Newswise — Low-income people dealing with hearing loss just got a little hope.
Doctors from Michigan Medicine’s Department of Otolaryngology — Head and Neck Surgery partnered with the Hope Clinic to create Hope for Hearing, a program that provides free hearing aids to uninsured adults.
The partnership between the free independent clinic and University of Michigan started in 2010 to provide Hope Clinic patients with access to specialty care.
“We saw there was a need for hearing aids,” says Aileen P. Wertz, M.D., a fifth-year resident in otolaryngology who also sees patients at the Hope Clinic. “Over half of the patients referred to us with ear complaints had hearing loss and could simply benefit from a hearing aid.”
After recognizing the need, Wertz and her colleagues looked to design a self-sufficient subspecialty program within the clinic that could act as a model for similar projects.
They began by soliciting hearing aid donations and a hearing aid verification system and securing a $5,000 grant for a computer enabled with audiological software and other equipment.
Primary care providers then referred adults with hearing complaints to the program.
Patients went through an initial assessment that included a formal audiogram and screening evaluation. If the audiometric test suggested a significant hearing loss and the otolaryngologist determined that a patient was medically cleared for hearing aids, the patient was referred to audiologists for hearing aid counseling and fitting.
In a study published in JAMA Otolaryngology—Head & Neck Surgery, Wertz and her colleagues examined the feasibility and outcomes of the program.
“During the study period — September 2013 through March 2016 — we garnered 84 hearing aids, and most of them were donated,” says Wertz. “Thirty-four patients were determined to be eligible for the free program and were offered hearing aid services. Of them, 20 patients (59 percent) have been fitted or are being fitted with free hearing aids.”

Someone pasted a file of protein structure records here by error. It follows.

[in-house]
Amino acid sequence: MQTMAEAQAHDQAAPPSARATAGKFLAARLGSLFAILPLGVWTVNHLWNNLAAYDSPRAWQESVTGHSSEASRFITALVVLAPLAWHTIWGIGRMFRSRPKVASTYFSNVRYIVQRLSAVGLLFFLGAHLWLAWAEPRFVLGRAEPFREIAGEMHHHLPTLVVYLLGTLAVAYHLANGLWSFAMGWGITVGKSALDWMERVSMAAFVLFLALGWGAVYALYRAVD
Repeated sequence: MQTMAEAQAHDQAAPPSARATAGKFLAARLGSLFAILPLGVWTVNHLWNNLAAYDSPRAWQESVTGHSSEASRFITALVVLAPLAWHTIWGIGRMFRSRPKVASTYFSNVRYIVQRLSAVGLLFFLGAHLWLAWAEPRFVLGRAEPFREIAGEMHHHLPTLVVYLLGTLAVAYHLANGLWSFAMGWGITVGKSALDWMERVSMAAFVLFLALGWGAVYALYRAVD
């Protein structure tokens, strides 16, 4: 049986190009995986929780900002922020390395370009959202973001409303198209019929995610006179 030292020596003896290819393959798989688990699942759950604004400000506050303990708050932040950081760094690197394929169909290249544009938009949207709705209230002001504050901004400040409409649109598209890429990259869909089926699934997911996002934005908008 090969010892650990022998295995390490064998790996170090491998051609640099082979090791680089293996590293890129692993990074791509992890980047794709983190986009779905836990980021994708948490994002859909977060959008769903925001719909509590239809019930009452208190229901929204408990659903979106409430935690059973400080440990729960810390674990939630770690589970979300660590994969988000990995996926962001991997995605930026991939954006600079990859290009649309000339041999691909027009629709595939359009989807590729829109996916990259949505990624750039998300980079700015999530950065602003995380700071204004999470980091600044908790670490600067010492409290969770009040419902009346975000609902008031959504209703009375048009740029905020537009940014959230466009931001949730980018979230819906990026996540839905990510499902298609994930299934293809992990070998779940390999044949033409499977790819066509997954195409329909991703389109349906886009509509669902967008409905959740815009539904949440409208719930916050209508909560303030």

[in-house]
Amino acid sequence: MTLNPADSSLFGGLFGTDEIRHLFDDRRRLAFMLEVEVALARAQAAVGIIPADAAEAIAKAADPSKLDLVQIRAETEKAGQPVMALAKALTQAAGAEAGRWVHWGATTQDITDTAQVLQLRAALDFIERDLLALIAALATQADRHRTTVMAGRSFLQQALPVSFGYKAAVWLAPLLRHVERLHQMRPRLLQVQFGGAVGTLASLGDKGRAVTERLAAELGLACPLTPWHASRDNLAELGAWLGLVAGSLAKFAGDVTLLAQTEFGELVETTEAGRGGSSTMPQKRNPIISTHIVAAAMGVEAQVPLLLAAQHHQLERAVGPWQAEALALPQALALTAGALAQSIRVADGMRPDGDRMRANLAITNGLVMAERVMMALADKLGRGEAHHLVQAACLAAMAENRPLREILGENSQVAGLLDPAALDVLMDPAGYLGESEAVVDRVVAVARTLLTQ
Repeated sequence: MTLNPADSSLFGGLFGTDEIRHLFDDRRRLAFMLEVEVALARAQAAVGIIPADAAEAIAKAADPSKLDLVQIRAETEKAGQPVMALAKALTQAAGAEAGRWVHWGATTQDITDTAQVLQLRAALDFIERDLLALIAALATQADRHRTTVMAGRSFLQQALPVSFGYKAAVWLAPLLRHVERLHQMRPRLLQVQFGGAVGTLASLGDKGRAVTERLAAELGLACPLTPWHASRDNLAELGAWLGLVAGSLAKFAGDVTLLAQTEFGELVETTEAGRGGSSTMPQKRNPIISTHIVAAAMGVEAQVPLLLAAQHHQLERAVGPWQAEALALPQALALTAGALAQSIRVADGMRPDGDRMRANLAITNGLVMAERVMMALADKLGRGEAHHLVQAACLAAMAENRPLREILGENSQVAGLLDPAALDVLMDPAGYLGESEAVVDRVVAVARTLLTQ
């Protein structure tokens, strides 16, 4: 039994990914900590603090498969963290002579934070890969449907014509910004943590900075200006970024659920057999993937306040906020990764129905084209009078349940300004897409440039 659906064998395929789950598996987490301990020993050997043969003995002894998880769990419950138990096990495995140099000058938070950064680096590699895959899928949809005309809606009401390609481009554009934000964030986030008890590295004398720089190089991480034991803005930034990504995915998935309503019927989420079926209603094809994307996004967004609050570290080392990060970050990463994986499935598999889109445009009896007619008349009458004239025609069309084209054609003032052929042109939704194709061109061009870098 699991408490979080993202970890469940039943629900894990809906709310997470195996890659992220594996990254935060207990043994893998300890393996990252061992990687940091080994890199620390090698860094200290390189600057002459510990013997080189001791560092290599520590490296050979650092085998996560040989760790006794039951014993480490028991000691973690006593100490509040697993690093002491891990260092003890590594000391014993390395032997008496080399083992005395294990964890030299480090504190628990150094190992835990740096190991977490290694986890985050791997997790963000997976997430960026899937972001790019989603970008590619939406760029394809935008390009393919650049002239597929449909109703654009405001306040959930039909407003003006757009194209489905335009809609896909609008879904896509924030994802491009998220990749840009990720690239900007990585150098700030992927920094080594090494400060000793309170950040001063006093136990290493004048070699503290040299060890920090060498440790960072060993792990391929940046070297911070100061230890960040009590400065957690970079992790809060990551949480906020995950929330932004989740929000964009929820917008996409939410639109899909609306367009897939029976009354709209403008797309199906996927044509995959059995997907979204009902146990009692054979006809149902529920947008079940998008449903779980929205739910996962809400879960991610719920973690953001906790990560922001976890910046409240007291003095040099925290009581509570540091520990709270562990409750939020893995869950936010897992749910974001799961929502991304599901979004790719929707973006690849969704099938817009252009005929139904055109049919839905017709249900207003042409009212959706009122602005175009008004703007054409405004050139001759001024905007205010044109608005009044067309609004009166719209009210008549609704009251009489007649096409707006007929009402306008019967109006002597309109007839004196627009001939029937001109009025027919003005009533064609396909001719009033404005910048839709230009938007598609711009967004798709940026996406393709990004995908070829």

The cost of hearing aids
Most people who need hearing aids are surprised that neither Medicare nor most commercial insurance plans cover the cost. As a result, there is no price negotiation or consumer benefit.
Wertz says the average Hope for Hearing patient would pay about $2,260 to obtain equivalent equipment themselves or pay $1,210 for the most basic hearing aid available at U-M.
The only costs for Hope for Hearing patients are batteries for the hearing aid and transportation to and from their clinic visits.
Deemed a success with room to grow, Wertz says the Hope for Hearing program is looking for ongoing funding to cover the costs of ear mold and hearing aid supplements.
Wertz attributes some of the success to date to the strong relationship between the Hope Clinic and U-M.
“This hearing aid program began with an established, successful academic center-community program partnership,” she says. “That was an important factor because enthusiastic audiologists and otolaryngologists were already invested and volunteering regularly at clinics.”
Wertz suggests that other institutions considering similar programs think about the target population’s cultural needs.
“Many patients in this program have required an interpreter to get through the audiologic evaluation and hearing aid fitting,” says Wertz. “Our program has been fortunate that a family member or friend with bilingual abilities has been able to serve as an interpreter for appointments.”